Tag: how marijuana affects social security

SSDI Benefits and Marijuana: How Smoking Can Affect Your Claim

SSDI Benefits and Marijuana: How Smoking Can Affect Your Claim

Social Security Disability and Smoking
Have questions about social security disability and smoking? Call SSDA USA today!

Marijuana is still a tricky subject when it comes to talking about whether it’s legal. According to federal law, marijuana is still schedule one. However, many states are increasingly changing their laws to allow for the medical and recreational uses of marijuana. As of January 4, 2019, medical marijuana is legal in 33 states. Also, recreational use of marijuana is legal in 10 states. The majority of Americans support the legalization of marijuana, which means that more states are likely to follow suit. However, you should be very careful about marijuana use if you are applying for Social Security benefits. If you are applying for Social Security disability and smoking at the same time, you may end up getting rejected – even if your marijuana use is legal in your state.

Applying for Social Security Disability and Smoking

Marijuana is a complicated drug to address because it has many different effects on a person’s physical well-being, cognitive functioning, and emotional coping abilities. For example, marijuana can be incredibly beneficial to people that suffer from Parkinson’s Disease, chronic seizures, anxiety, and other afflictions. Numerous studies have shown that marijuana can effectively treat some of the side effects of cancer chemotherapy such as nausea and vomiting.

However, if you smoke marijuana, the Social Security Administration will look at many variables to determine whether you qualify for Social Security disability.

  • First, if the use of marijuana in your state isn’t legal, rejection is more than likely. This is true even if your marijuana use is for medical purposes. This is because you may have a hard time finding a doctor that will – in writing – state you are using it solely for medical reasons.
  • Second, the Social Security Administration will look at the disability you are claiming and how your use of marijuana may have affected its progression. The SSA will be especially suspicious if you are using marijuana recreationally and not medically, regardless of marijuana’s legality. For example, the use of marijuana results in changes to your motor/coordination skills that could affect your job performance. If you suffered an injury on the job while under the influence of marijuana, the SSA may see this as a cause and effect relationship.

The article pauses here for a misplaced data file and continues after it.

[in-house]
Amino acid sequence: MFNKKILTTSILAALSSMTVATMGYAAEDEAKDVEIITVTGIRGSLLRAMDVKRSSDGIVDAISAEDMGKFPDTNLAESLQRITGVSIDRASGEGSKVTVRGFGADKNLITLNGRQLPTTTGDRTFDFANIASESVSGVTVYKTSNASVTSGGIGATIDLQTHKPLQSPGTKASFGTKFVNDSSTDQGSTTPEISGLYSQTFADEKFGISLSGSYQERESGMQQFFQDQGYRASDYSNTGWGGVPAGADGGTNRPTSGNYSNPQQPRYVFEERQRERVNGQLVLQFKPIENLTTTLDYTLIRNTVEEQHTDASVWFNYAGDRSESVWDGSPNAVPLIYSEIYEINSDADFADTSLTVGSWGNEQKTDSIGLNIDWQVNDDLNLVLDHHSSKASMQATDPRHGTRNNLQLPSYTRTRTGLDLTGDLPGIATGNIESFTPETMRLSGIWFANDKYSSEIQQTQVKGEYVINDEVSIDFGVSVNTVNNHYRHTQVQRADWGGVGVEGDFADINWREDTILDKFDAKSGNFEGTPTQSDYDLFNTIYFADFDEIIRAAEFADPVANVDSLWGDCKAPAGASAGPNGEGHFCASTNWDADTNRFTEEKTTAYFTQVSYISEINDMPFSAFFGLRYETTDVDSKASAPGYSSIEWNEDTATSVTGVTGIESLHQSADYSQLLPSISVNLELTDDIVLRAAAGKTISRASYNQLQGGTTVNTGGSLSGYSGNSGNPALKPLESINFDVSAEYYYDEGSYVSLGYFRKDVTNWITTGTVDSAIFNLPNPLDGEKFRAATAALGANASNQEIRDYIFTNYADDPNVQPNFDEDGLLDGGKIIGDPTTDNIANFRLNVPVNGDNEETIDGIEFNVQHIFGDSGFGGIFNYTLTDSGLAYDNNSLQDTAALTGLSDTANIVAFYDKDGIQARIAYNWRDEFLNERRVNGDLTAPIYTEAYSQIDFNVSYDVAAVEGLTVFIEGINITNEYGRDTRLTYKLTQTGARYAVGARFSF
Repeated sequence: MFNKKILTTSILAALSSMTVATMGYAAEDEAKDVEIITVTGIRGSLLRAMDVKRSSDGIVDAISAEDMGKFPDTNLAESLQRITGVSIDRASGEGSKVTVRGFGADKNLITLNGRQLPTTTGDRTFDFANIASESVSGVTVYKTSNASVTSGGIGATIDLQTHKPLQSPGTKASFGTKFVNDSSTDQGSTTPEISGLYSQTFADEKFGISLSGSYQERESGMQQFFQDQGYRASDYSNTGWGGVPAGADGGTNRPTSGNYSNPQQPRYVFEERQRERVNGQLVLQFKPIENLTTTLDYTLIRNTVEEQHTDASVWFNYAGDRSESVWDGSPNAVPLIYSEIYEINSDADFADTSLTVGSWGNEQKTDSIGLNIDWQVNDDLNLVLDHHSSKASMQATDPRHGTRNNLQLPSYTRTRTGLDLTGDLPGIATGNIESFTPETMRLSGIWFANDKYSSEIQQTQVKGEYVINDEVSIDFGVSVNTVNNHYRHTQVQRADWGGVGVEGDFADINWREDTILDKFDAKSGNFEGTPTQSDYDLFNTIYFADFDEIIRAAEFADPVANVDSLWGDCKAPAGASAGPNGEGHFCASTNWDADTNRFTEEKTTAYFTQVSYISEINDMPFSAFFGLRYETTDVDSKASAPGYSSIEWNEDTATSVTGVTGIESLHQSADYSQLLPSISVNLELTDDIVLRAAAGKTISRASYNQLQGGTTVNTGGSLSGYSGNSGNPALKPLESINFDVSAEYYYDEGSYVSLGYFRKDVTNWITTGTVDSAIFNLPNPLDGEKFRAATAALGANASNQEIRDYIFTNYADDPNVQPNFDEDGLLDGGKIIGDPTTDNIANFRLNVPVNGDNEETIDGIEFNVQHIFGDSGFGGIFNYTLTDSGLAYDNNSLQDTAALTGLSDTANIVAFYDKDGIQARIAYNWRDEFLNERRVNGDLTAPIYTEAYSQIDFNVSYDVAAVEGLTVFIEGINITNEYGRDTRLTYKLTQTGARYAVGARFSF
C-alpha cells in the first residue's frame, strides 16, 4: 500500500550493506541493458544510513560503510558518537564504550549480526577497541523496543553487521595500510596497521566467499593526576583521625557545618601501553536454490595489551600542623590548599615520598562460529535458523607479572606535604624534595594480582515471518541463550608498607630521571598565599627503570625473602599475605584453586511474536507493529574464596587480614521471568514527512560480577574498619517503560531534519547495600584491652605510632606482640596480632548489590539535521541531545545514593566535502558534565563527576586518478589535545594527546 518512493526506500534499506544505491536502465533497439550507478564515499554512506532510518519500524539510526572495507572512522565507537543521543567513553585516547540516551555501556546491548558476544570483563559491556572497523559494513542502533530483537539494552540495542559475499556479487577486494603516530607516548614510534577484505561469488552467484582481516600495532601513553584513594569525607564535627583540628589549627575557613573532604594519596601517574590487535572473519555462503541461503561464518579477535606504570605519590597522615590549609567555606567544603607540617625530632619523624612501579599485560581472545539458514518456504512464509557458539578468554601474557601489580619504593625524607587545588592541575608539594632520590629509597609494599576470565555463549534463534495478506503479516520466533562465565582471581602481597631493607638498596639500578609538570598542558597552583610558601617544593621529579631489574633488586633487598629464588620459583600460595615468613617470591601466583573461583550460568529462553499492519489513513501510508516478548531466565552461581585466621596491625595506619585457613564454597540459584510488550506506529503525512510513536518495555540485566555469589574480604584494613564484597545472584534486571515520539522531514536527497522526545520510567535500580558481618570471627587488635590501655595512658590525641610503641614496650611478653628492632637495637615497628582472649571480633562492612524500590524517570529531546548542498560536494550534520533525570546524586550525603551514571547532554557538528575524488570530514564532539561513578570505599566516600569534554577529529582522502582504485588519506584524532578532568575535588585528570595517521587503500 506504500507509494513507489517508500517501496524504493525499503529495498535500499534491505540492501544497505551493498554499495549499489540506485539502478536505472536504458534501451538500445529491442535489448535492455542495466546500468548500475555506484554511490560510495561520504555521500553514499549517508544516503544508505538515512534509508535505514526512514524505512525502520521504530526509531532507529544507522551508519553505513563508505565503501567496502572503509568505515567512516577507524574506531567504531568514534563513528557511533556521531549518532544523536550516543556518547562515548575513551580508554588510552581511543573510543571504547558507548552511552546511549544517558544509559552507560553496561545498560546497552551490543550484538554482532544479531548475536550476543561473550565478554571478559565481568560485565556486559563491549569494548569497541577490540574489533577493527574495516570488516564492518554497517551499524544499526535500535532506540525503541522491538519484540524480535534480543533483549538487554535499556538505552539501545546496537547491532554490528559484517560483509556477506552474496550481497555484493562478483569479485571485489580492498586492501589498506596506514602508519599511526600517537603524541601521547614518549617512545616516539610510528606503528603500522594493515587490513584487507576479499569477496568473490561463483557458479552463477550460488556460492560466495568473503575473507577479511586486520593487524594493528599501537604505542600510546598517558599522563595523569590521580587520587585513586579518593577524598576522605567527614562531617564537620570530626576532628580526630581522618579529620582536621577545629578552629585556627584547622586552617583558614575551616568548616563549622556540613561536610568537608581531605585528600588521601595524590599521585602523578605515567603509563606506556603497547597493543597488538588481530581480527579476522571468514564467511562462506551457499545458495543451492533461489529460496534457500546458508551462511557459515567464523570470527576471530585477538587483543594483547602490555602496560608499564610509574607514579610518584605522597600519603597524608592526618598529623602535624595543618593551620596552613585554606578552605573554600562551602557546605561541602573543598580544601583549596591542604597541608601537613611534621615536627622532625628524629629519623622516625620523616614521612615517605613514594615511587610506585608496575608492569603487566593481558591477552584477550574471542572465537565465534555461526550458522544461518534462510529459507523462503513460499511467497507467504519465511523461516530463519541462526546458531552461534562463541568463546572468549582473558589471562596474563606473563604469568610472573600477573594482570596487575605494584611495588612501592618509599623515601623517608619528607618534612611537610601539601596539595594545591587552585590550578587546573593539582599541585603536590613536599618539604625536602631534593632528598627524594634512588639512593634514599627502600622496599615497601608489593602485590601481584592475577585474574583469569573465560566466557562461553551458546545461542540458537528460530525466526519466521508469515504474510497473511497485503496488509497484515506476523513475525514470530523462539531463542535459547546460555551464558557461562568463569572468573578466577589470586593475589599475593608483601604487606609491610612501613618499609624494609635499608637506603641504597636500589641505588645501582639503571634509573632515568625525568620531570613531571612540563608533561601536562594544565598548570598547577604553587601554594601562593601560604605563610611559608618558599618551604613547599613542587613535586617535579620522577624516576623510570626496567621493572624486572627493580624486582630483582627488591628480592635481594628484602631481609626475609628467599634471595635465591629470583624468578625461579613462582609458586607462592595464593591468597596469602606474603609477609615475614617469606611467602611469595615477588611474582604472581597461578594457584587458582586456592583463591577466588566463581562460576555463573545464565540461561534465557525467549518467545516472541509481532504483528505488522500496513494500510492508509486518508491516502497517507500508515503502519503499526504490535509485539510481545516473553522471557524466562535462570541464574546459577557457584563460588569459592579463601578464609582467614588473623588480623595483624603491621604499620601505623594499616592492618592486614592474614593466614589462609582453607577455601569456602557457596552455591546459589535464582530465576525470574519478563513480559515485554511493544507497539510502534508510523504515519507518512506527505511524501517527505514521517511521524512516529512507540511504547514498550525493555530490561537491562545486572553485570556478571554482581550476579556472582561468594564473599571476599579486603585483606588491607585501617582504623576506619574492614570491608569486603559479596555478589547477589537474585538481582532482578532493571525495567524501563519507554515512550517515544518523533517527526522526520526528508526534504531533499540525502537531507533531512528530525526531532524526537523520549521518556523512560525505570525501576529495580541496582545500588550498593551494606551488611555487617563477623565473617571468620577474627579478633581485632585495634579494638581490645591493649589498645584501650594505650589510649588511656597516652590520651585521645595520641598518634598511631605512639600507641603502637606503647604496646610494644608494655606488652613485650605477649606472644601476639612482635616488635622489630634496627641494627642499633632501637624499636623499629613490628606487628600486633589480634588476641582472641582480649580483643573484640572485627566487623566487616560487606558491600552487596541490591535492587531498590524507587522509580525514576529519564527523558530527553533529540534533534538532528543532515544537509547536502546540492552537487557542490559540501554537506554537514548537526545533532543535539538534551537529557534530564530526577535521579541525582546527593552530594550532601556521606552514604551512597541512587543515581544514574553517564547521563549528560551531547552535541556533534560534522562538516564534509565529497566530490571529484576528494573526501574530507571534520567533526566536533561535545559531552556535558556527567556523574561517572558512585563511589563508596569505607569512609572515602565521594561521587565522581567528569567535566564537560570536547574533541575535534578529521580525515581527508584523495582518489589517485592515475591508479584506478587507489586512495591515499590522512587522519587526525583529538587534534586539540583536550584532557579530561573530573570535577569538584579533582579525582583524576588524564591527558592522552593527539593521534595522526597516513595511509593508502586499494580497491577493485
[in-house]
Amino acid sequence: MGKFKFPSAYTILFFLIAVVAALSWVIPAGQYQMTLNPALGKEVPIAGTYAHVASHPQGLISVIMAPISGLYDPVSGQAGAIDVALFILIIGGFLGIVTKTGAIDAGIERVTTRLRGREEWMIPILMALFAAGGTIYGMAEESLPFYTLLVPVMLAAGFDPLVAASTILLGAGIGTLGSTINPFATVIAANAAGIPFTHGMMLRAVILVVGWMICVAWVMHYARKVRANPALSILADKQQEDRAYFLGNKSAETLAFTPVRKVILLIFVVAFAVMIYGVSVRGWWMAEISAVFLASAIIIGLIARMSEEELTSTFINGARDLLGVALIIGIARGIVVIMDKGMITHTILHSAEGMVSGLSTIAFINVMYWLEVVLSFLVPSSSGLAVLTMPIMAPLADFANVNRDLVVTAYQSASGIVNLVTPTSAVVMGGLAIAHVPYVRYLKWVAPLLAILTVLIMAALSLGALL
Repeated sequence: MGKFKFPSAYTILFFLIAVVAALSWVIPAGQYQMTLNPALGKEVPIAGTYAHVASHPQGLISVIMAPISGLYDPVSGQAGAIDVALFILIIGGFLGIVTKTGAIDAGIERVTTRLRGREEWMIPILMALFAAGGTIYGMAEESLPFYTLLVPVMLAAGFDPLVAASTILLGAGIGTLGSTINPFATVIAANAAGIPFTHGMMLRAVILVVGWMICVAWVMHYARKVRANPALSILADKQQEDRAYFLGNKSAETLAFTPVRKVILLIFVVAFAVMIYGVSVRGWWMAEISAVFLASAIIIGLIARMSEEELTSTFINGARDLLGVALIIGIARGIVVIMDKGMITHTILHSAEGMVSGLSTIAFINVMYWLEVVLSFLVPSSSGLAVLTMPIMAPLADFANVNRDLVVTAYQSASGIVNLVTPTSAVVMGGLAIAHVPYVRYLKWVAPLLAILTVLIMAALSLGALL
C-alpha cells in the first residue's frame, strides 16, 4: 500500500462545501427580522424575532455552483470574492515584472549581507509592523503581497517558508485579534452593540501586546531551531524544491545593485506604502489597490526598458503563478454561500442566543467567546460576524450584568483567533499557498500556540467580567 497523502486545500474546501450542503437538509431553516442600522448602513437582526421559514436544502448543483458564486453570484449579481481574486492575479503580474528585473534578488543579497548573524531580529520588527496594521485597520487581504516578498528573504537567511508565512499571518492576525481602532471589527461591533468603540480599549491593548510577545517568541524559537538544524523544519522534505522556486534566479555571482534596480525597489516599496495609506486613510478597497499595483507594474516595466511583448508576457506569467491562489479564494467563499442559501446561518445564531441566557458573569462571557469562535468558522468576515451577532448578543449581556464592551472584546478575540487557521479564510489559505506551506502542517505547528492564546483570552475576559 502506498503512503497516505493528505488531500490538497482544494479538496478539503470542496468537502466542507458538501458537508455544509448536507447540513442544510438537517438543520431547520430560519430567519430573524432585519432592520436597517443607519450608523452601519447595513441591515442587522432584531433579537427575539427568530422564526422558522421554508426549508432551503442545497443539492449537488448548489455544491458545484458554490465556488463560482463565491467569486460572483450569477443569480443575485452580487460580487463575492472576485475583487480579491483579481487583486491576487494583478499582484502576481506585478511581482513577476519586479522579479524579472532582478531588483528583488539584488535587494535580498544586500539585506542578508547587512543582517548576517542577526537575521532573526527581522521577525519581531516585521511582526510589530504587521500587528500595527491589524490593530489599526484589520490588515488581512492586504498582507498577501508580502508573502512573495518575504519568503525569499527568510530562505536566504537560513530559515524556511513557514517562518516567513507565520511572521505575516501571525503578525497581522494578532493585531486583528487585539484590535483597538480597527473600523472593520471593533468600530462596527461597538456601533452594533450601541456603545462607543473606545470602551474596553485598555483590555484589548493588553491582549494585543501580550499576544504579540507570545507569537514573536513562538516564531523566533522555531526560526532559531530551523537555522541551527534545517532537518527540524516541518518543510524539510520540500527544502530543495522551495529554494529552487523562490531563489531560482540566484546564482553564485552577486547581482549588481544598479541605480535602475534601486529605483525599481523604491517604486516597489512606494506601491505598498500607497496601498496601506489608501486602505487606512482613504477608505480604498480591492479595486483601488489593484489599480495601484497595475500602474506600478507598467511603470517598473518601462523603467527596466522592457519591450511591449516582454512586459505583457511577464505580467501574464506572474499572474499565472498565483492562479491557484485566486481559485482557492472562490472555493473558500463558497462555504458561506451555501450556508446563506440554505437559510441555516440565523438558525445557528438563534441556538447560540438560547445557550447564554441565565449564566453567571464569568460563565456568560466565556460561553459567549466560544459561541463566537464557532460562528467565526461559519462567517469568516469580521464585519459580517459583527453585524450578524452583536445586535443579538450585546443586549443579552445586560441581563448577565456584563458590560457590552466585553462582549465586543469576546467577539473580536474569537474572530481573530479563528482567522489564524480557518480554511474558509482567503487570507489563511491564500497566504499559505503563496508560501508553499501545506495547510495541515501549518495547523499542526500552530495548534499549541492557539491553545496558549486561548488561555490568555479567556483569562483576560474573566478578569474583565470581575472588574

• Additionally, if your claim focuses on a psychiatric problem such as anxiety or depression, then the use of marijuana could end up hurting your claim. This is because many medical experts and psychiatric providers would testify at disability hearings that drug use, including marijuana use, can make psychiatric symptoms worse and even hasten the onset of certain psychological conditions.

Seeking Assistance Before Applying for Benefits

If you use marijuana for medical reasons, you must prove that it’s used to treat your condition’s symptoms. If the SSA thinks marijuana exacerbates your symptoms, you may not qualify for benefits.

However, even if you are able to do this, you should speak to an attorney. Preferably, you should speak to one that’s familiar with social security. Our advocates from Social Security Disability Advocates USA are a perfect choice.

Even if marijuana is legal in your state for medical (or recreational) purposes, the federal rules are trickier. A lawyer will be able to help present your case in the strongest possible light so that rejection on this basis is less likely.

Marijuana use, regardless of purpose and legality, can have an impact on your ability to qualify for social security benefits. If you’re applying for social security disability and smoking, you should contact Social Security Disability Advocates USA for professional guidance.

Call us at (602) 952-3200 to schedule a free consultation. We are available 24 hours a day, seven days a week. Don’t keep your questions to yourself. Contact an advocate today!

The information on this blog is for general information purposes only. Nothing herein should be taken as legal advice. This information is not intended to create, and receipt or viewing does not constitute a representative-client relationship.